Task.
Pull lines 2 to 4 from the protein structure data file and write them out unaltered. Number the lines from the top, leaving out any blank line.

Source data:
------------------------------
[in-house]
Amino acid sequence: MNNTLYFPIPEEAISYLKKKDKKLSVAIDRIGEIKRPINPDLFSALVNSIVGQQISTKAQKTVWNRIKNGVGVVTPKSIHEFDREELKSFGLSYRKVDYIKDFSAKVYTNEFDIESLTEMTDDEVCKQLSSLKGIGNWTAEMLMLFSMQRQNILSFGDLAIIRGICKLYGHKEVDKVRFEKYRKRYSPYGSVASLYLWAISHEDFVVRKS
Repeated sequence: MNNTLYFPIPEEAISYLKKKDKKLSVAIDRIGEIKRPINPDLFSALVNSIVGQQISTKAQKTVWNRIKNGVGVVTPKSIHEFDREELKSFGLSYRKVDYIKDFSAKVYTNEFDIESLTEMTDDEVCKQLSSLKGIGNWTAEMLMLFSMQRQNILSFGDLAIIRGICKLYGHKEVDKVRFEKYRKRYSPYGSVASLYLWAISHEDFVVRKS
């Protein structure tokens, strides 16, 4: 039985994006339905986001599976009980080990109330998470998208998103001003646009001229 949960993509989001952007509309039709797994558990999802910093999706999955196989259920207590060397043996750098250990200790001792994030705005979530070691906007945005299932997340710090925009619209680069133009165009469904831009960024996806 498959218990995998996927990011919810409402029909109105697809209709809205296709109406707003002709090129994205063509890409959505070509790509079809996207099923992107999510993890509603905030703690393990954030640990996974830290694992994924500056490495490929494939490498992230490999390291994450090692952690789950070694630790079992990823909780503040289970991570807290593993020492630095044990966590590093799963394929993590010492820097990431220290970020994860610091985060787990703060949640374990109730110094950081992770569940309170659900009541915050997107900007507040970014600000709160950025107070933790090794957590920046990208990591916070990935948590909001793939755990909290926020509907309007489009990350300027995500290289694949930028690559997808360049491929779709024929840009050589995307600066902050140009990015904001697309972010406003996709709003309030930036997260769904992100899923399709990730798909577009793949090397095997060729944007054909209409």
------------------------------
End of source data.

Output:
Amino acid sequence: MNNTLYFPIPEEAISYLKKKDKKLSVAIDRIGEIKRPINPDLFSALVNSIVGQQISTKAQKTVWNRIKNGVGVVTPKSIHEFDREELKSFGLSYRKVDYIKDFSAKVYTNEFDIESLTEMTDDEVCKQLSSLKGIGNWTAEMLMLFSMQRQNILSFGDLAIIRGICKLYGHKEVDKVRFEKYRKRYSPYGSVASLYLWAISHEDFVVRKS
Repeated sequence: MNNTLYFPIPEEAISYLKKKDKKLSVAIDRIGEIKRPINPDLFSALVNSIVGQQISTKAQKTVWNRIKNGVGVVTPKSIHEFDREELKSFGLSYRKVDYIKDFSAKVYTNEFDIESLTEMTDDEVCKQLSSLKGIGNWTAEMLMLFSMQRQNILSFGDLAIIRGICKLYGHKEVDKVRFEKYRKRYSPYGSVASLYLWAISHEDFVVRKS
């Protein structure tokens, strides 16, 4: 039985994006339905986001599976009980080990109330998470998208998103001003646009001229 949960993509989001952007509309039709797994558990999802910093999706999955196989259920207590060397043996750098250990200790001792994030705005979530070691906007945005299932997340710090925009619209680069133009165009469904831009960024996806 498959218990995998996927990011919810409402029909109105697809209709809205296709109406707003002709090129994205063509890409959505070509790509079809996207099923992107999510993890509603905030703690393990954030640990996974830290694992994924500056490495490929494939490498992230490999390291994450090692952690789950070694630790079992990823909780503040289970991570807290593993020492630095044990966590590093799963394929993590010492820097990431220290970020994860610091985060787990703060949640374990109730110094950081992770569940309170659900009541915050997107900007507040970014600000709160950025107070933790090794957590920046990208990591916070990935948590909001793939755990909290926020509907309007489009990350300027995500290289694949930028690559997808360049491929779709024929840009050589995307600066902050140009990015904001697309972010406003996709709003309030930036997260769904992100899923399709990730798909577009793949090397095997060729944007054909209409």